Just a couple months back I was at Amoeba Records in San Francisco, flipping through some of the used magazines they occasionally get in there. 9 out of 10 of them are Mojo, Uncut, Record Collector, The Wire and so forth, interspersed with the odd & true fanzine. This time a pristine copy of Washington DC’s Vintage Violence #6 from 1978 was peeking through, calling unto me, and priced at a perfectly reasonable seven bucks. It is the fanzine we shall be discussing presently.
Whoever owned this before me – and I do have an idea, see below – basically kept it in shrink-wrap for 40+ years because it’s, well, EX/NM I guess you’d say. It’s a total hoot, too – very dated and wide-eyed ‘78-style “time to surf the NEW WAVE” exuberance and some outstanding non de plumes from the writing staff like Hank Blank, Mike Livewire and, uh, “Sirhan’s Victim”. DC in 1978….let’s think about this for a second. You folks all saw the DC punk documentary Punk The Capital, right? It’s absolutely worth watching if not. Before getting into Bad Brains and then hardcore, the doc zeroes in on the relatively microscopic pre-’79 DC punk milieu; think Slickee Boys and White Boy and The Shirkers, all of whom get mentions here. There’s even a Baltimore scene report with loads of excitement around Ebenezer and the Bludgeons, whose tracks would turn up on several Killed By Death volumes many years later.
Vintage Violence #6 is relatively unjaded and stands miles apart from the scene-is-dead moaning so typical of other fanzines from this year. Because it wasn’t! I’m elated to actually see these punks very explicitly and repeatedly linking their enthusiasms to The Stooges, MC5, NY Dolls and Velvet Underground; sure, that’s what we’ve been taught to expect, but more often what I see from 1978-era punk fanzines is a great deal of mocking of Iggy, Lou Reed, Patti Smith and so forth. Not here. Bryan Ferry, yes – he gets chucked under the bus pretty heavily, but I mean, this is what he was doing in 1978. Only real down note is that the mag interviews Billy Idol of hot new English band “Generation X”, but I suppose how were they to know, right? They also go wild over Nervus Rex, Tina Peel (an early “Rudi Protrudi” band) and The Erasers and interview each. Alas, writer Marlene doesn’t dig the new Cramps “The Way I Walk” 45 because it pales so poorly next to their live show. I can imagine.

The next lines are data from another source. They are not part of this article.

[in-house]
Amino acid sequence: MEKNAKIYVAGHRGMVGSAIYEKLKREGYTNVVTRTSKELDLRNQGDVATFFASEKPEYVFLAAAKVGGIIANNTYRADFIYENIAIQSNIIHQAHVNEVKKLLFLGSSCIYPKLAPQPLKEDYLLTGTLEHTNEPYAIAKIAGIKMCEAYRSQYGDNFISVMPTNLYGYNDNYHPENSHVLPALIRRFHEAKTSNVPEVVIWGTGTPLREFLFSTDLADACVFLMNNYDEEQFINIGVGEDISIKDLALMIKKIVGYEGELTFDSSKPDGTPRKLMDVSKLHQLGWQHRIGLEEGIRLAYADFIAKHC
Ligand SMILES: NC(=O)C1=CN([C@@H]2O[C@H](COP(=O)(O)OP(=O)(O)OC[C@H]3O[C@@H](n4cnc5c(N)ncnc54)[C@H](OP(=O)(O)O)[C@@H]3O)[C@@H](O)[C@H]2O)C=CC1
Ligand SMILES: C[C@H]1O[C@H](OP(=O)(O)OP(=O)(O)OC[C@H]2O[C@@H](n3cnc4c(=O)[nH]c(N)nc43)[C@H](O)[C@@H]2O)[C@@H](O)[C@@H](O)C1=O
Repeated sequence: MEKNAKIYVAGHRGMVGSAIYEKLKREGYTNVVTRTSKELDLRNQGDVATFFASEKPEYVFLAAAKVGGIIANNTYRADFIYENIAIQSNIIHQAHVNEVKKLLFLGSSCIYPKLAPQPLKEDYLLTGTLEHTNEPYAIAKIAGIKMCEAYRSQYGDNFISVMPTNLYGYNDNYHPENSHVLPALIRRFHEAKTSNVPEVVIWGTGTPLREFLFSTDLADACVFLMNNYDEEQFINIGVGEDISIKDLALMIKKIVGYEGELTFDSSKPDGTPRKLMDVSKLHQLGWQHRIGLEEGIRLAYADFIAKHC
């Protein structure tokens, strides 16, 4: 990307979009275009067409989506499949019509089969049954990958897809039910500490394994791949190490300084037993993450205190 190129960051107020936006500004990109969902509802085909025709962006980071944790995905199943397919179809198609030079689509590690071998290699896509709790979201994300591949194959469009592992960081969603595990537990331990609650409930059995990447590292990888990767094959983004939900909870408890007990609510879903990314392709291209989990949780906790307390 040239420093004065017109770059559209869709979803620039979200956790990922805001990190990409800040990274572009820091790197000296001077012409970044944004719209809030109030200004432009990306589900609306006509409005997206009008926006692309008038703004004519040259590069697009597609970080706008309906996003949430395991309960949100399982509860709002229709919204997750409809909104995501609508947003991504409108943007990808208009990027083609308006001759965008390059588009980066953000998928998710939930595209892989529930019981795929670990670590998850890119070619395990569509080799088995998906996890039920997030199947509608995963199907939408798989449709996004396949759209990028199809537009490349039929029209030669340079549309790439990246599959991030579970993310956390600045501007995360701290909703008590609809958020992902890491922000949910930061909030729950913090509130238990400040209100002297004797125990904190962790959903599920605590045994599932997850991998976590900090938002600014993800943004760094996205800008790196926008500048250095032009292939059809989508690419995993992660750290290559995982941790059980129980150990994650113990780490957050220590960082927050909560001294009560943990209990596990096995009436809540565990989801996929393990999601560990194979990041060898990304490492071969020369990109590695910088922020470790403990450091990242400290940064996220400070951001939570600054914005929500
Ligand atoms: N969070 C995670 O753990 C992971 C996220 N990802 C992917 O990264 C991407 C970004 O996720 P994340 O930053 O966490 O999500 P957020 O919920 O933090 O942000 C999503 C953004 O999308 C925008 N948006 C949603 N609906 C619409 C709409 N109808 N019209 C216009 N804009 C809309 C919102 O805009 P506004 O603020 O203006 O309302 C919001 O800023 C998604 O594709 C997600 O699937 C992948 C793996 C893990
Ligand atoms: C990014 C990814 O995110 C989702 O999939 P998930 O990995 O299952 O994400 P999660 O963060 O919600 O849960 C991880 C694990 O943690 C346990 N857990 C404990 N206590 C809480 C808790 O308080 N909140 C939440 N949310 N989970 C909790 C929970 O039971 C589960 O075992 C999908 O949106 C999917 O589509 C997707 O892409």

And there’s a phone interview with former DC resident Jeff Dahl, right after he’s moved to Los Angeles, where he’ll become a productive member of Vox Pop, the Angry Samoans and Powertrip over the next half-decade. The interviewer, “Bebop”, is bemoaning how expensive the phone call is going to be for Dahl, who calls her. Anyone out there remember long distance? When I was going to frequent shows in Los Angeles in the latter half of the 80s, his “Jeff Dahl Group” was one I stumbled upon live a few times and whom my friends and I mocked quite unrelentingly.
So it turns out that aforementioned staff writer “Mike Livewire” was also the founder and editor of the magazine, one Michael Layne Heath, and you can read his complete story of how Vintage Violence came to be right here. As it happens, Heath now lives in San Francisco. I do not think it is a coincidence that a copy of Vintage Violence #6 therefore ended up in an SF record store before tumbling into my greedy mitts. I thank him for it, however it came to be.
2 thoughts on “Vintage Violence #6”
Curious to know of your take on the Jeff Dahl Group. He had a real following down here because of the Dog Meat LP, and I gotta say, I really enjoyed a few of his records (and re-listened recently and still dug them!). I was but a teen and I could see how his rock & roll bad-boy schtick might grate in the flesh, but I still stand by them!
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Hey Dave, it wasn’t for me…he opened a couple of times for the Lazy Cowgirls and it was unfortunately such weak tea compared to them, and full of all sorts of posing, “bad boy”-esque strutting as you say. He had Amy Wichmann from KAOS in his band, though – early LA punk band…!